The NFL Competition Committee is debating whether to ban all blocks below the waist, according to Peter King of Sports Illustrated.
King tweeted on Friday:
Just reported on @nbcsn that NFL's Competition Committee will consider abolition of ALL blocks below the waist in 2013.— Peter King (@SI_PeterKing) November 23, 2012
It appears the NFL is hoping this will decrease the amount of injuries to players every season. Indeed, a lot of season-ending injuries occur below the waist.
It is, however, a big change that will affect the way teams can block, and it's easy to wonder if the players and coaches are even all on board with this. When you're used to blocking a certain way for years and now must change, that's not only going to create an adjustment period, but it's also likely going to result in a lot of penalties in the early going after the rule has been implemented.
I doubt sincerely it will pass. Head coaches/offensive coaches will go nuts over it. But I see two specific low blocks to be endangered now.— Peter King (@SI_PeterKing) November 23, 2012
King went on to say he believes the chop block and downfield low blocks would be eliminated during the process.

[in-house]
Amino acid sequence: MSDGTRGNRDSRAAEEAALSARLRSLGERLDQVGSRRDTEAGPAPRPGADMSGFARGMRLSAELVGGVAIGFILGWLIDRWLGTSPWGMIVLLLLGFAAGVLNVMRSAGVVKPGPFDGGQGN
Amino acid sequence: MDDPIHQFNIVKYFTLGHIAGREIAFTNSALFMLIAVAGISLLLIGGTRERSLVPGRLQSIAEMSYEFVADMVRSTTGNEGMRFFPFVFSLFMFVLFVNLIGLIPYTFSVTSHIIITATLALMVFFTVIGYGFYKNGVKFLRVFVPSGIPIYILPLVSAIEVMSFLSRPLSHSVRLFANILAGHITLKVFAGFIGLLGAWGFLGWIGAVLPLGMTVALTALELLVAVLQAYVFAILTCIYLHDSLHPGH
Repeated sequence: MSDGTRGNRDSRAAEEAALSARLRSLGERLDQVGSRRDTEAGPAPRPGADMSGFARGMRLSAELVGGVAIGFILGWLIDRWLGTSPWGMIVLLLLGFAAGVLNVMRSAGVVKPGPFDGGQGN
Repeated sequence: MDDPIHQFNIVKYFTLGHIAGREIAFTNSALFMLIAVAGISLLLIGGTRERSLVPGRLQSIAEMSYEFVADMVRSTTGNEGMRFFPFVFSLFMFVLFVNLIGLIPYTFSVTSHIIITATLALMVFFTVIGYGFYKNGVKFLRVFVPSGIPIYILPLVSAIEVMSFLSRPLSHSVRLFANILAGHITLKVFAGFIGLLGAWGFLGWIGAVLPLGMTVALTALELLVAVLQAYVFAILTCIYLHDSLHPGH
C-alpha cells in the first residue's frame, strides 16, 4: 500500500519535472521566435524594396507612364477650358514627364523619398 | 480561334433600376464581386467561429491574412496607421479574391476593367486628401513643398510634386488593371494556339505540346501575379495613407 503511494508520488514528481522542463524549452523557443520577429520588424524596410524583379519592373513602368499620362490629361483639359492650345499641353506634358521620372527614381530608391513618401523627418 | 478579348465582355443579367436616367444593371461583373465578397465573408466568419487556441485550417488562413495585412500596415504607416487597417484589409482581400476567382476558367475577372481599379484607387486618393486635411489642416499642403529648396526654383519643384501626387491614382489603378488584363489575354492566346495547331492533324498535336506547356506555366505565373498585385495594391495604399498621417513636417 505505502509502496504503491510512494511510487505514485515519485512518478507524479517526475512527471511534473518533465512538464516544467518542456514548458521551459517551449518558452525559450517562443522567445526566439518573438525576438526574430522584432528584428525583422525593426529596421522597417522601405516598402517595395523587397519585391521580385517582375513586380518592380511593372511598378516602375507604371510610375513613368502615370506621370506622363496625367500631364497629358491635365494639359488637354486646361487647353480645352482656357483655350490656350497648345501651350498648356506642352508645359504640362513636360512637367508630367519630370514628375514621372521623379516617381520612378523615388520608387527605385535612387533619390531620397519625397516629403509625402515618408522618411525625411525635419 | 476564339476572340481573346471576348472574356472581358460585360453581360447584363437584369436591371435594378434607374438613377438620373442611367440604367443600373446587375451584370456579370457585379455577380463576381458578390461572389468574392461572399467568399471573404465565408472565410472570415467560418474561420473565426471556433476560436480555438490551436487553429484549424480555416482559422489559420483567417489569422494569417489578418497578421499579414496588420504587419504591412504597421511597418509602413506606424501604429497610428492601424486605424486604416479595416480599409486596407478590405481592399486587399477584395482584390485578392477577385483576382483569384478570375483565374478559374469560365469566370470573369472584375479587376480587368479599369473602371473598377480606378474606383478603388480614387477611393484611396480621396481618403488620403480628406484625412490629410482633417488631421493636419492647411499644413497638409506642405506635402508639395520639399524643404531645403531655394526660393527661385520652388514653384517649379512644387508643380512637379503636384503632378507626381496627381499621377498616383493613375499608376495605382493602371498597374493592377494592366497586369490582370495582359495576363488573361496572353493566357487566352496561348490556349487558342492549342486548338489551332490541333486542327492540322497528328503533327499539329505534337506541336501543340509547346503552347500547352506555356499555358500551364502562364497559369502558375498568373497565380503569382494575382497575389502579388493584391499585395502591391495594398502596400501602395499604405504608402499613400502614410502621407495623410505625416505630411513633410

This is still a preliminary move and nothing is certain yet, but the fact that the league is looking into it shows that there is, indeed, a concerted effort to change the way players play the game.
It would be a struggle early on, but if it can help limit the injury total each season, perhaps it is worth it. After all, we've seen so many star players undergo season-ending surgery after serious injuries throughout the years that it only benefits the fans and the league to keep these players on the field.
As King added:
To all those angry about no blocks below the waist, ask Brian Cushing--out for the year on sketchy low block--and Eric Berry, who lost 2011.— Peter King (@SI_PeterKing) November 23, 2012
Like any change to the league, this won't proceed without its speed bumps, but at least there's an attempt to protect the players' health after years of turning a blind eye to their safety.